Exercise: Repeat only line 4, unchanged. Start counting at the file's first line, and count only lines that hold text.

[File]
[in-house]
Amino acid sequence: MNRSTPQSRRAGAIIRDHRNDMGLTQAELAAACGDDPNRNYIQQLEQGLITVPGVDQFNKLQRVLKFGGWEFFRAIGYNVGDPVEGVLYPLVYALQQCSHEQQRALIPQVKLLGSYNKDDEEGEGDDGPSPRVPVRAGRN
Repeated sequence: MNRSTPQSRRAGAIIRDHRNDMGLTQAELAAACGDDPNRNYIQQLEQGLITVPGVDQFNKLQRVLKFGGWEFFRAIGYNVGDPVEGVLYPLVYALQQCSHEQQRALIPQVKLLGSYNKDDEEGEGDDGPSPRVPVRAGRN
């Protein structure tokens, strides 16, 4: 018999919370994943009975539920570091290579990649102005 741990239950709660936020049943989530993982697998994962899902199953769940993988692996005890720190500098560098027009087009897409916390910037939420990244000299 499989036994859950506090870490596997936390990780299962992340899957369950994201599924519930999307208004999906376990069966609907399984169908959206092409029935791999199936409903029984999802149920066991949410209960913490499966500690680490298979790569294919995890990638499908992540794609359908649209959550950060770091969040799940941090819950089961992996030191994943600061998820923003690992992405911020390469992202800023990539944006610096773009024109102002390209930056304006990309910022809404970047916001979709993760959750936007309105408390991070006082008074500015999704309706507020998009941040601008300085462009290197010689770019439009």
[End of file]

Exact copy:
């Protein structure tokens, strides 16, 4: 018999919370994943009975539920570091290579990649102005 741990239950709660936020049943989530993982697998994962899902199953769940993988692996005890720190500098560098027009087009897409916390910037939420990244000299 499989036994859950506090870490596997936390990780299962992340899957369950994201599924519930999307208004999906376990069966609907399984169908959206092409029935791999199936409903029984999802149920066991949410209960913490499966500690680490298979790569294919995890990638499908992540794609359908649209959550950060770091969040799940941090819950089961992996030191994943600061998820923003690992992405911020390469992202800023990539944006610096773009024109102002390209930056304006990309910022809404970047916001979709993760959750936007309105408390991070006082008074500015999704309706507020998009941040601008300085462009290197010689770019439009």